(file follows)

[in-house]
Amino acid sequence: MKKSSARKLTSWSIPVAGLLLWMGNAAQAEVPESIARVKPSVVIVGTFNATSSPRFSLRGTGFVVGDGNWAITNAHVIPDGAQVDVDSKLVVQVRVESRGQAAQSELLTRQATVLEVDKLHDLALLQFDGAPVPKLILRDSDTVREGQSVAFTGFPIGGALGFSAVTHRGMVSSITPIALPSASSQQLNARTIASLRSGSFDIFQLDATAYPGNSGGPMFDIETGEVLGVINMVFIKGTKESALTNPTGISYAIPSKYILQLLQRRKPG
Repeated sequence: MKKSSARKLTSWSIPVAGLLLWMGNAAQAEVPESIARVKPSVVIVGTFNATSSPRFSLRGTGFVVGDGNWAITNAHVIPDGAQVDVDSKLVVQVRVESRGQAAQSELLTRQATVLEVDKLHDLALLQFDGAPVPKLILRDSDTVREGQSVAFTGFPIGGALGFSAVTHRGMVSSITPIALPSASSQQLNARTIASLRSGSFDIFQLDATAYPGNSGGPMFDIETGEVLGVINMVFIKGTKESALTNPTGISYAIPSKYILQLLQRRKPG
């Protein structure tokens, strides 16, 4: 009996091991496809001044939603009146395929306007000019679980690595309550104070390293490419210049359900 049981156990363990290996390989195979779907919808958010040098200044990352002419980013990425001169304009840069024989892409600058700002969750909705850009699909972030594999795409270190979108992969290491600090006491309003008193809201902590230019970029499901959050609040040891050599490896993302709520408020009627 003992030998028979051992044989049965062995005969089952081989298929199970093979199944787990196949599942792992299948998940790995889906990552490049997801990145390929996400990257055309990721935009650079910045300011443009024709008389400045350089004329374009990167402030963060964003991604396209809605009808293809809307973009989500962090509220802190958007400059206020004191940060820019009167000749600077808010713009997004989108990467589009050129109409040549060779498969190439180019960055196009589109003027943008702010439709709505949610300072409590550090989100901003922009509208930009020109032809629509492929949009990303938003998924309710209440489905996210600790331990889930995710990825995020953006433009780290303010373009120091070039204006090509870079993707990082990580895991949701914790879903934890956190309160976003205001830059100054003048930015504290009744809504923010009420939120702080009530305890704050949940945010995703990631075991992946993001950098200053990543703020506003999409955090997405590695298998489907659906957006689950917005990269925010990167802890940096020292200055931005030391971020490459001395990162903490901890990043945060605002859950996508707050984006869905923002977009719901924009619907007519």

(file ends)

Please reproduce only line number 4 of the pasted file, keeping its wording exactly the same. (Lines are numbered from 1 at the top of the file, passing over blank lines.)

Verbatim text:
């Protein structure tokens, strides 16, 4: 009996091991496809001044939603009146395929306007000019679980690595309550104070390293490419210049359900 049981156990363990290996390989195979779907919808958010040098200044990352002419980013990425001169304009840069024989892409600058700002969750909705850009699909972030594999795409270190979108992969290491600090006491309003008193809201902590230019970029499901959050609040040891050599490896993302709520408020009627 003992030998028979051992044989049965062995005969089952081989298929199970093979199944787990196949599942792992299948998940790995889906990552490049997801990145390929996400990257055309990721935009650079910045300011443009024709008389400045350089004329374009990167402030963060964003991604396209809605009808293809809307973009989500962090509220802190958007400059206020004191940060820019009167000749600077808010713009997004989108990467589009050129109409040549060779498969190439180019960055196009589109003027943008702010439709709505949610300072409590550090989100901003922009509208930009020109032809629509492929949009990303938003998924309710209440489905996210600790331990889930995710990825995020953006433009780290303010373009120091070039204006090509870079993707990082990580895991949701914790879903934890956190309160976003205001830059100054003048930015504290009744809504923010009420939120702080009530305890704050949940945010995703990631075991992946993001950098200053990543703020506003999409955090997405590695298998489907659906957006689950917005990269925010990167802890940096020292200055931005030391971020490459001395990162903490901890990043945060605002859950996508707050984006869905923002977009719901924009619907007519």